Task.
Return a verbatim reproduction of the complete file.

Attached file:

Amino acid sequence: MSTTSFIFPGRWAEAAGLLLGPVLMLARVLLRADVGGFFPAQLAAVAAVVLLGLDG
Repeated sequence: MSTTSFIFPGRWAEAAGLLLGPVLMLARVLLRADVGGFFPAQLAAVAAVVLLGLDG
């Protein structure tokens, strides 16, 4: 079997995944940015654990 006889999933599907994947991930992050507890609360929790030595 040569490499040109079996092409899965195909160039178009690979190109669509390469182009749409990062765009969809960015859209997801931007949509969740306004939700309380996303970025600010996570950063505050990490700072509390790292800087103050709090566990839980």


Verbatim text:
Amino acid sequence: MSTTSFIFPGRWAEAAGLLLGPVLMLARVLLRADVGGFFPAQLAAVAAVVLLGLDG
Repeated sequence: MSTTSFIFPGRWAEAAGLLLGPVLMLARVLLRADVGGFFPAQLAAVAAVVLLGLDG
């Protein structure tokens, strides 16, 4: 079997995944940015654990 006889999933599907994947991930992050507890609360929790030595 040569490499040109079996092409899965195909160039178009690979190109669509390469182009749409990062765009969809960015859209997801931007949509969740306004939700309380996303970025600010996570950063505050990490700072509390790292800087103050709090566990839980």